The CO2 concentration difference between ambient air and exhaust gases created by combusting fossil fuels is an untapped energy source for producing electricity. One method of capturing this energy is dissolving CO2 gas into water and then converting the produced chemical potential energy into electrical power using an electrochemical system. Previous efforts using this method found that electricity can be generated; however, electrical power densities were low, and expensive ion-exchange membranes were needed. Here, we overcame these challenges by developing a new approach to capture electrical power from CO2 dissolved in water, the pH-gradient flow cell. In this approach, two identical supercapacitive manganese oxide electrodes were separated by a nonselective membrane and exposed to an aqueous buffer solution sparged with either CO2 gas or air. This pH-gradient flow cell produced an average power density of 0.82 W/m2, which was nearly 200 times higher than values reported using previous approaches.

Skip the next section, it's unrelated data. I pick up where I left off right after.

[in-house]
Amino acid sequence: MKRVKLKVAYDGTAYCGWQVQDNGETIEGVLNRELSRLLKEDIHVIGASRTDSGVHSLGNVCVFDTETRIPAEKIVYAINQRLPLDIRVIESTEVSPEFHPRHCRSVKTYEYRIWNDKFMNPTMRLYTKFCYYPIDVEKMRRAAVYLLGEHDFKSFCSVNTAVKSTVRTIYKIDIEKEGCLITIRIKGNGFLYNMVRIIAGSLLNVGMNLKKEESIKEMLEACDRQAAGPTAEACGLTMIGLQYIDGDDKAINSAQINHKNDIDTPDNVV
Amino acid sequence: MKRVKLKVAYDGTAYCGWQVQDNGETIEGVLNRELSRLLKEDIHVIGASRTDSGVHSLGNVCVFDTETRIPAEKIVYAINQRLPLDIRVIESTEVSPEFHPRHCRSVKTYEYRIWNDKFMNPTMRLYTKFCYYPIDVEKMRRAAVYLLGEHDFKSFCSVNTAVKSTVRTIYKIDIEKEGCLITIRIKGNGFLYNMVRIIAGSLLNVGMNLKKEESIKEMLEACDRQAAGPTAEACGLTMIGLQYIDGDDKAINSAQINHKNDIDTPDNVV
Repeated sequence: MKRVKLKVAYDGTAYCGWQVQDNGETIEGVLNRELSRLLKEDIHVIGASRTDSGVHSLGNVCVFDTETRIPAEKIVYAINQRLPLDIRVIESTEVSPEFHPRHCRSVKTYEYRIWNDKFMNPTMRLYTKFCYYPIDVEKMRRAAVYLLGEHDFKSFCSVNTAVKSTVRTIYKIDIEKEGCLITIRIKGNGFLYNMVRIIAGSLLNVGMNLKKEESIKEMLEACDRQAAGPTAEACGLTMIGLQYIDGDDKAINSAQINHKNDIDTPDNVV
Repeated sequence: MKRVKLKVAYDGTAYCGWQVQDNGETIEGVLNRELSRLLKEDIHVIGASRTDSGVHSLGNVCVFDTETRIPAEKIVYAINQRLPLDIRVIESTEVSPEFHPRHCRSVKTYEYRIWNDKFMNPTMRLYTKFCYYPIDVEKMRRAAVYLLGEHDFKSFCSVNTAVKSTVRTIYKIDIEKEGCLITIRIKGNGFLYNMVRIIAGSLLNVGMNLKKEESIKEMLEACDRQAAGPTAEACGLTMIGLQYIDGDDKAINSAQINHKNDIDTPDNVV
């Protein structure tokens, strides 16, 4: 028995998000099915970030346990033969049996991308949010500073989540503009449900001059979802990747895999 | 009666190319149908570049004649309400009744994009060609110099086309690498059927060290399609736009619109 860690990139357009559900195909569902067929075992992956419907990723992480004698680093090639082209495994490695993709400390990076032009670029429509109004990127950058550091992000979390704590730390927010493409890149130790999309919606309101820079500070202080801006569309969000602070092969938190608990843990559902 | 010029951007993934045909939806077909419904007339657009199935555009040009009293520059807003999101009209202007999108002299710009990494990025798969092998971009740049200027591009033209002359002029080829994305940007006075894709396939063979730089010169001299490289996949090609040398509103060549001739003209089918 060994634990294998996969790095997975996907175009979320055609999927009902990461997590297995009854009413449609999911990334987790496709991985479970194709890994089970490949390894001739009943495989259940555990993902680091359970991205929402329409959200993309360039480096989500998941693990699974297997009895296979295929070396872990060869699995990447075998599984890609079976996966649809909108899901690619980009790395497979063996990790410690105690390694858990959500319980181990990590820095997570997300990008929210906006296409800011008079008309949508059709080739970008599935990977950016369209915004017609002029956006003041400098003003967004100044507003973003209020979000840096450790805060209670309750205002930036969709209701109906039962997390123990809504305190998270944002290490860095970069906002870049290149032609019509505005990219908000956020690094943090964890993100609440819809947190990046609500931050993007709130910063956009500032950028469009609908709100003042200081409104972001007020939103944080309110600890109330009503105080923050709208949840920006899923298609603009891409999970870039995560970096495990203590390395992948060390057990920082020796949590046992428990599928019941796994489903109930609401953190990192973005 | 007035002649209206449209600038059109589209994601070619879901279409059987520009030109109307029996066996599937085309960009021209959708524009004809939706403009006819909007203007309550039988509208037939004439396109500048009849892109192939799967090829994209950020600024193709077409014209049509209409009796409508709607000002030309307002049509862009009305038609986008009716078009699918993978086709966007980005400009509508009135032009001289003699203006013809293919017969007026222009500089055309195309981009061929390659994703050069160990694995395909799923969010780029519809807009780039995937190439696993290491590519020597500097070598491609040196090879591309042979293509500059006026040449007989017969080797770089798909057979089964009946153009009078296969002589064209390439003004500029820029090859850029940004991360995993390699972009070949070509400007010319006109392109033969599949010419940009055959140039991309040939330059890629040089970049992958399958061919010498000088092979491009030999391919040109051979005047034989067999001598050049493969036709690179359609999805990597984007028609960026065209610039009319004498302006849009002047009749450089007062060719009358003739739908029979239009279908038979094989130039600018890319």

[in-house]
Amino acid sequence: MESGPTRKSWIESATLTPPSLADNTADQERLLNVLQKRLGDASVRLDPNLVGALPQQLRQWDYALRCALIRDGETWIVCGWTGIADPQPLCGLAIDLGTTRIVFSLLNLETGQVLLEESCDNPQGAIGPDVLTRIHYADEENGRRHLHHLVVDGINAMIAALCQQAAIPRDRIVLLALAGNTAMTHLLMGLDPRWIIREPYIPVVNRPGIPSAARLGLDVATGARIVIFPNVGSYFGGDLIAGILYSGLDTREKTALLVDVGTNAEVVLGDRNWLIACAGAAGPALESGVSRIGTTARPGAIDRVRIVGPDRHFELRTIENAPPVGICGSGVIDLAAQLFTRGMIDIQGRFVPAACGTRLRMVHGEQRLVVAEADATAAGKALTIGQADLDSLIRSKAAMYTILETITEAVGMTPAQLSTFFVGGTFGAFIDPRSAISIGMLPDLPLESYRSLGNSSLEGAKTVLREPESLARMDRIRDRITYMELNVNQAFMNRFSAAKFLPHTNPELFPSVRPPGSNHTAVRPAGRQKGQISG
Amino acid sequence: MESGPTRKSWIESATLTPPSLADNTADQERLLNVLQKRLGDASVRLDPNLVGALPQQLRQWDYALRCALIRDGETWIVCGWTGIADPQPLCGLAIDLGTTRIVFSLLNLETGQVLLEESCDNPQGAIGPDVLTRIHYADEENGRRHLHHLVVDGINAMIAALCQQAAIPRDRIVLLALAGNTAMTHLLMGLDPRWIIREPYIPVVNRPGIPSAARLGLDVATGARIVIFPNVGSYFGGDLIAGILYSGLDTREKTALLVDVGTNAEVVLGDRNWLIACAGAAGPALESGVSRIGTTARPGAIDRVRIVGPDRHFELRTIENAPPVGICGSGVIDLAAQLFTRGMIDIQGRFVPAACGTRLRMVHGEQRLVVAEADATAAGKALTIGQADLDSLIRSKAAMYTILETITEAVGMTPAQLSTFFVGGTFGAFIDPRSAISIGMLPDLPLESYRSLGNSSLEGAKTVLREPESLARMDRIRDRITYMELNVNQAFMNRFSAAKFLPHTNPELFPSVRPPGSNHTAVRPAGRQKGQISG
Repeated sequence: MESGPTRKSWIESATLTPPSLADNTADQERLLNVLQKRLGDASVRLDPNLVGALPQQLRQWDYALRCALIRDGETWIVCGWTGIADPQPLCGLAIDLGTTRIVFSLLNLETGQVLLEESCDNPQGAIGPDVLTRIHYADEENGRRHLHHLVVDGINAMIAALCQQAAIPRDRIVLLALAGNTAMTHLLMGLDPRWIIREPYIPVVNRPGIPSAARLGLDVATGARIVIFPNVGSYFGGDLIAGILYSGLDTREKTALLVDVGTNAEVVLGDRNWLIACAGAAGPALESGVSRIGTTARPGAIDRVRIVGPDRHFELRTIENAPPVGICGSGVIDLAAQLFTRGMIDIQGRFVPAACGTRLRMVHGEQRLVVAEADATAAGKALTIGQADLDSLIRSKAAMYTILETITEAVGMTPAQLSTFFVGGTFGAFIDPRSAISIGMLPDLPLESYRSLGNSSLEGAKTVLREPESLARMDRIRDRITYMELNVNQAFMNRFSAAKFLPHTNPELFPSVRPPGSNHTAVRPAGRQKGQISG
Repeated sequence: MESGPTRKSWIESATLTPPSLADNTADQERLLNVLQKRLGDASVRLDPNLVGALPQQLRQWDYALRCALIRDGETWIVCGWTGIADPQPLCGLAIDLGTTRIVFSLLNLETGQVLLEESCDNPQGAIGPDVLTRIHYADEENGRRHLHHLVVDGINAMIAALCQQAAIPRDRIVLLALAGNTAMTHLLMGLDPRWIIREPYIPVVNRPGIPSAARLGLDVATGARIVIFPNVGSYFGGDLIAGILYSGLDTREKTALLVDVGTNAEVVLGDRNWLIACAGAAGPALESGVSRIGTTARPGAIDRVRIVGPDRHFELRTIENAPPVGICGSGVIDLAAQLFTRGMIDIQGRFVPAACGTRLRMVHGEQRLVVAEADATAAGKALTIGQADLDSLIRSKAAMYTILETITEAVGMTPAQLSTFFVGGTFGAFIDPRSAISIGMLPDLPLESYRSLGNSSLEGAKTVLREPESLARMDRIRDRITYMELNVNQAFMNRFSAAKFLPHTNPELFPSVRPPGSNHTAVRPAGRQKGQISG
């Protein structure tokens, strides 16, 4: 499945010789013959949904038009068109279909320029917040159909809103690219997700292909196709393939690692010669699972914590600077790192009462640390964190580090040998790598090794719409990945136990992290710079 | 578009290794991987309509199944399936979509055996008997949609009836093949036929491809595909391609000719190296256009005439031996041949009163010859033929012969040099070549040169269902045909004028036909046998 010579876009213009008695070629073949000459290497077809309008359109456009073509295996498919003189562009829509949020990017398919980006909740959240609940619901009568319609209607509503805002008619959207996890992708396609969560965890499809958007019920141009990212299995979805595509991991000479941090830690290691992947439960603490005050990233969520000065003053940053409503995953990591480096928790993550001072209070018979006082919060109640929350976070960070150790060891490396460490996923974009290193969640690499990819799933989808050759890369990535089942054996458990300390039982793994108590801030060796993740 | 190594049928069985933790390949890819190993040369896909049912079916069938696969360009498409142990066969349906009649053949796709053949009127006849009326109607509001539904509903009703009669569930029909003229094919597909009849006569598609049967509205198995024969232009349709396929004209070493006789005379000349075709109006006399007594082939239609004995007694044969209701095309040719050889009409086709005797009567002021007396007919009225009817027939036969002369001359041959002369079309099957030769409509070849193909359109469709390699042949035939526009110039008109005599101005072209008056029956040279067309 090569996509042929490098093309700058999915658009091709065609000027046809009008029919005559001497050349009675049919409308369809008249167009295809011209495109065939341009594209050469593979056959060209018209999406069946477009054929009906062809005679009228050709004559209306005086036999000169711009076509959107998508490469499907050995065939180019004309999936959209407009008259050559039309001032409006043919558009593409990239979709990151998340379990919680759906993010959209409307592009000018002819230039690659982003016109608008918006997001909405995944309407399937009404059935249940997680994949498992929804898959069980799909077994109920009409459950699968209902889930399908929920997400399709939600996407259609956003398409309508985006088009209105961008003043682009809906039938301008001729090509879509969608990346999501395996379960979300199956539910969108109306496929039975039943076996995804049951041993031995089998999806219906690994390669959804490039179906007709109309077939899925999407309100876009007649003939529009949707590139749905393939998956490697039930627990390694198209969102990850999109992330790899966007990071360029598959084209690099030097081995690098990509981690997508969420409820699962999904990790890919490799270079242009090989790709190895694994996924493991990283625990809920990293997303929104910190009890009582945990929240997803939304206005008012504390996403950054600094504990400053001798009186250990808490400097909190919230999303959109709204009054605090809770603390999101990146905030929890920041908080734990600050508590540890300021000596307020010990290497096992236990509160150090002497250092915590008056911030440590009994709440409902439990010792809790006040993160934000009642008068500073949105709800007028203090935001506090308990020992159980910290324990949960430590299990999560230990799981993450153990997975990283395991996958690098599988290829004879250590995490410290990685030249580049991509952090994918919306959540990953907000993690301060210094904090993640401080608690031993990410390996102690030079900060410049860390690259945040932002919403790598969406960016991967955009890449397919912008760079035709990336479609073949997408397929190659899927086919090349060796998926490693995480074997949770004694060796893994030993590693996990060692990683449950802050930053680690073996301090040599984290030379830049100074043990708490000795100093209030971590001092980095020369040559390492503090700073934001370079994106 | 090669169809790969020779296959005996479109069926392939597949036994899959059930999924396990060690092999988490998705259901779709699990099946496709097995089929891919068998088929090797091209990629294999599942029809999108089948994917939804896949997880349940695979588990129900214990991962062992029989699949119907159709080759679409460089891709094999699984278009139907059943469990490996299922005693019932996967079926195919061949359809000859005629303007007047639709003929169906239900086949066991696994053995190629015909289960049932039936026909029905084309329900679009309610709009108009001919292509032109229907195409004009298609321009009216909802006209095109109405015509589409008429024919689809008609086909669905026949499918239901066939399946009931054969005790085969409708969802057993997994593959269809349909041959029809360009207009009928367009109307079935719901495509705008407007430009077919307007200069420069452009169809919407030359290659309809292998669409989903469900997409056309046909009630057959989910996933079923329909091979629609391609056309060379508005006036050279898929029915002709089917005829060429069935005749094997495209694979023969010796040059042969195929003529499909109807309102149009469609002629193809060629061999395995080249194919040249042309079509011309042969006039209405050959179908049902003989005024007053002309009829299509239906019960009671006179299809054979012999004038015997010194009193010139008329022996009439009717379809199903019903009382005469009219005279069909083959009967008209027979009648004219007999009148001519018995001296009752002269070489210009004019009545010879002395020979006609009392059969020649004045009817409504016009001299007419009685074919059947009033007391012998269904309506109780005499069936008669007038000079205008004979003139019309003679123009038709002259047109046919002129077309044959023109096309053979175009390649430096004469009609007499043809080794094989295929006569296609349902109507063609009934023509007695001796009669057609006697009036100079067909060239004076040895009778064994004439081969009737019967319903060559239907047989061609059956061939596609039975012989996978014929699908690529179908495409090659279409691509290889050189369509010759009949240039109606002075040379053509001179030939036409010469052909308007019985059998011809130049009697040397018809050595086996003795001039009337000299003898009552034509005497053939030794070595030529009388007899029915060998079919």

All Science Journal Classification (ASJC) codes
- Environmental Chemistry
- Water Science and Technology
- Waste Management and Disposal
- Health, Toxicology and Mutagenesis